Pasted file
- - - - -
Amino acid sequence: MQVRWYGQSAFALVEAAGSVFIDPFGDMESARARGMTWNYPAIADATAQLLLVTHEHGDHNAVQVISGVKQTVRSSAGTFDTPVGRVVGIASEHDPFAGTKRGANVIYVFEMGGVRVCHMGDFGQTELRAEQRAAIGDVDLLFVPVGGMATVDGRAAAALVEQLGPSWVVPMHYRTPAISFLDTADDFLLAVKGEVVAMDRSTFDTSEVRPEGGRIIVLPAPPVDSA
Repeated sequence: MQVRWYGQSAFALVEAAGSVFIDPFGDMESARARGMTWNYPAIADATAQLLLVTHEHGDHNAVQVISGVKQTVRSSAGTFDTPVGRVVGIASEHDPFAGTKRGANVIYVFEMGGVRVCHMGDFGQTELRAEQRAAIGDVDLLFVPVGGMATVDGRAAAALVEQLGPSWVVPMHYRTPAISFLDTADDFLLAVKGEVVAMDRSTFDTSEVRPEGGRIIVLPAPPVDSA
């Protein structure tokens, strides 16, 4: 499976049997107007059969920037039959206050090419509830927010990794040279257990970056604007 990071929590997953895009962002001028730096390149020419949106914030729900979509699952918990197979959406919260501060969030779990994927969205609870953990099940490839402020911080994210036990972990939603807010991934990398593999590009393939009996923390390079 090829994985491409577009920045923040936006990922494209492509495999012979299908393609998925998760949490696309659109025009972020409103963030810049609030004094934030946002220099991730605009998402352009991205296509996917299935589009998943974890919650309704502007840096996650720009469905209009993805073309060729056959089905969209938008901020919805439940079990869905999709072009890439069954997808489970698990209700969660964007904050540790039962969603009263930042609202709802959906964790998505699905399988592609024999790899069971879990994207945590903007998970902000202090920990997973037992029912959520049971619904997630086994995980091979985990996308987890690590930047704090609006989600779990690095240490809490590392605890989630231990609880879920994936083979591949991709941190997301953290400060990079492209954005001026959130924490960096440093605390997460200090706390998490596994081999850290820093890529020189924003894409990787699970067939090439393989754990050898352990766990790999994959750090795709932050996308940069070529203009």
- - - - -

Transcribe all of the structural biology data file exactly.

Amino acid sequence: MQVRWYGQSAFALVEAAGSVFIDPFGDMESARARGMTWNYPAIADATAQLLLVTHEHGDHNAVQVISGVKQTVRSSAGTFDTPVGRVVGIASEHDPFAGTKRGANVIYVFEMGGVRVCHMGDFGQTELRAEQRAAIGDVDLLFVPVGGMATVDGRAAAALVEQLGPSWVVPMHYRTPAISFLDTADDFLLAVKGEVVAMDRSTFDTSEVRPEGGRIIVLPAPPVDSA
Repeated sequence: MQVRWYGQSAFALVEAAGSVFIDPFGDMESARARGMTWNYPAIADATAQLLLVTHEHGDHNAVQVISGVKQTVRSSAGTFDTPVGRVVGIASEHDPFAGTKRGANVIYVFEMGGVRVCHMGDFGQTELRAEQRAAIGDVDLLFVPVGGMATVDGRAAAALVEQLGPSWVVPMHYRTPAISFLDTADDFLLAVKGEVVAMDRSTFDTSEVRPEGGRIIVLPAPPVDSA
């Protein structure tokens, strides 16, 4: 499976049997107007059969920037039959206050090419509830927010990794040279257990970056604007 990071929590997953895009962002001028730096390149020419949106914030729900979509699952918990197979959406919260501060969030779990994927969205609870953990099940490839402020911080994210036990972990939603807010991934990398593999590009393939009996923390390079 090829994985491409577009920045923040936006990922494209492509495999012979299908393609998925998760949490696309659109025009972020409103963030810049609030004094934030946002220099991730605009998402352009991205296509996917299935589009998943974890919650309704502007840096996650720009469905209009993805073309060729056959089905969209938008901020919805439940079990869905999709072009890439069954997808489970698990209700969660964007904050540790039962969603009263930042609202709802959906964790998505699905399988592609024999790899069971879990994207945590903007998970902000202090920990997973037992029912959520049971619904997630086994995980091979985990996308987890690590930047704090609006989600779990690095240490809490590392605890989630231990609880879920994936083979591949991709941190997301953290400060990079492209954005001026959130924490960096440093605390997460200090706390998490596994081999850290820093890529020189924003894409990787699970067939090439393989754990050898352990766990790999994959750090795709932050996308940069070529203009």